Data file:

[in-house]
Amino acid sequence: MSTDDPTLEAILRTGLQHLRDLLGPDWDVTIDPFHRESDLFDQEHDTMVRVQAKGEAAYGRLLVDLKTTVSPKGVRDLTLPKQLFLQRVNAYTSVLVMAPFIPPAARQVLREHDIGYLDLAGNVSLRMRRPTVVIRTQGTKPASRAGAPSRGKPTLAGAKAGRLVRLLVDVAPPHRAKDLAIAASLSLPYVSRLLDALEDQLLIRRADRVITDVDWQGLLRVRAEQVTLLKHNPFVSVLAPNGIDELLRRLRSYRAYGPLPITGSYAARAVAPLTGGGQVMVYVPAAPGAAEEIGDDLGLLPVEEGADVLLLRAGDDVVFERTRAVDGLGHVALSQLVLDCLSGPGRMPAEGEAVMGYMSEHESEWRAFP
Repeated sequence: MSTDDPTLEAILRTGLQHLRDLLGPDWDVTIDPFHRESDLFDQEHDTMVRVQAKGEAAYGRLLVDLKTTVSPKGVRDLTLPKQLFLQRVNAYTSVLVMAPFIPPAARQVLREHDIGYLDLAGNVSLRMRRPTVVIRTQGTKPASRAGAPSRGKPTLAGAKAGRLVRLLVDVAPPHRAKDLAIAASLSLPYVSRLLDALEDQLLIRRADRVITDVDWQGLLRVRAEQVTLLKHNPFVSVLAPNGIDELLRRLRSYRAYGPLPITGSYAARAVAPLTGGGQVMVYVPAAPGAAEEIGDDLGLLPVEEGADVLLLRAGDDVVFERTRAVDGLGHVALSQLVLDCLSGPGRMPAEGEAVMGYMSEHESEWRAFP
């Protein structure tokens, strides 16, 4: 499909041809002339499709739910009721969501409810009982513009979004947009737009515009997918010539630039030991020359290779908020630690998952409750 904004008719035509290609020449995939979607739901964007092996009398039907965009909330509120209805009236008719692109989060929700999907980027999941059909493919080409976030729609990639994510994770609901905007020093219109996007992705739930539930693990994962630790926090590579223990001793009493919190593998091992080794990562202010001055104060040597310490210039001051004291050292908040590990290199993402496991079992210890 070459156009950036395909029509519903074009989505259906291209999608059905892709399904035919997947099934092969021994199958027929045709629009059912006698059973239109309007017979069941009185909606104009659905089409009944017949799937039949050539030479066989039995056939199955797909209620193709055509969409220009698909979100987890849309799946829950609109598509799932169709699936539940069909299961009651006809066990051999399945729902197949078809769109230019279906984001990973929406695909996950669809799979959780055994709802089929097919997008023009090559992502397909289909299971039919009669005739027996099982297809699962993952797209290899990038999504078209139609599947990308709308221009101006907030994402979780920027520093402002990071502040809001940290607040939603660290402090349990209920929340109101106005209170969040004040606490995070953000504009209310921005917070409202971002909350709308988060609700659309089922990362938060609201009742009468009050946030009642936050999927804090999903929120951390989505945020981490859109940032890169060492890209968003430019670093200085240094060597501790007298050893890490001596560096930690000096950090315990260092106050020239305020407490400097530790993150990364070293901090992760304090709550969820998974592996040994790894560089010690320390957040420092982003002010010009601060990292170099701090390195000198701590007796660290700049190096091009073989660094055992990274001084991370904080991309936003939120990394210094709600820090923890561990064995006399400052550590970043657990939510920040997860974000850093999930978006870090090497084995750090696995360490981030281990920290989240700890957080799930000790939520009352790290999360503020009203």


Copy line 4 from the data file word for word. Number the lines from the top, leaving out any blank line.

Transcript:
């Protein structure tokens, strides 16, 4: 499909041809002339499709739910009721969501409810009982513009979004947009737009515009997918010539630039030991020359290779908020630690998952409750 904004008719035509290609020449995939979607739901964007092996009398039907965009909330509120209805009236008719692109989060929700999907980027999941059909493919080409976030729609990639994510994770609901905007020093219109996007992705739930539930693990994962630790926090590579223990001793009493919190593998091992080794990562202010001055104060040597310490210039001051004291050292908040590990290199993402496991079992210890 070459156009950036395909029509519903074009989505259906291209999608059905892709399904035919997947099934092969021994199958027929045709629009059912006698059973239109309007017979069941009185909606104009659905089409009944017949799937039949050539030479066989039995056939199955797909209620193709055509969409220009698909979100987890849309799946829950609109598509799932169709699936539940069909299961009651006809066990051999399945729902197949078809769109230019279906984001990973929406695909996950669809799979959780055994709802089929097919997008023009090559992502397909289909299971039919009669005739027996099982297809699962993952797209290899990038999504078209139609599947990308709308221009101006907030994402979780920027520093402002990071502040809001940290607040939603660290402090349990209920929340109101106005209170969040004040606490995070953000504009209310921005917070409202971002909350709308988060609700659309089922990362938060609201009742009468009050946030009642936050999927804090999903929120951390989505945020981490859109940032890169060492890209968003430019670093200085240094060597501790007298050893890490001596560096930690000096950090315990260092106050020239305020407490400097530790993150990364070293901090992760304090709550969820998974592996040994790894560089010690320390957040420092982003002010010009601060990292170099701090390195000198701590007796660290700049190096091009073989660094055992990274001084991370904080991309936003939120990394210094709600820090923890561990064995006399400052550590970043657990939510920040997860974000850093999930978006870090090497084995750090696995360490981030281990920290989240700890957080799930000790939520009352790290999360503020009203």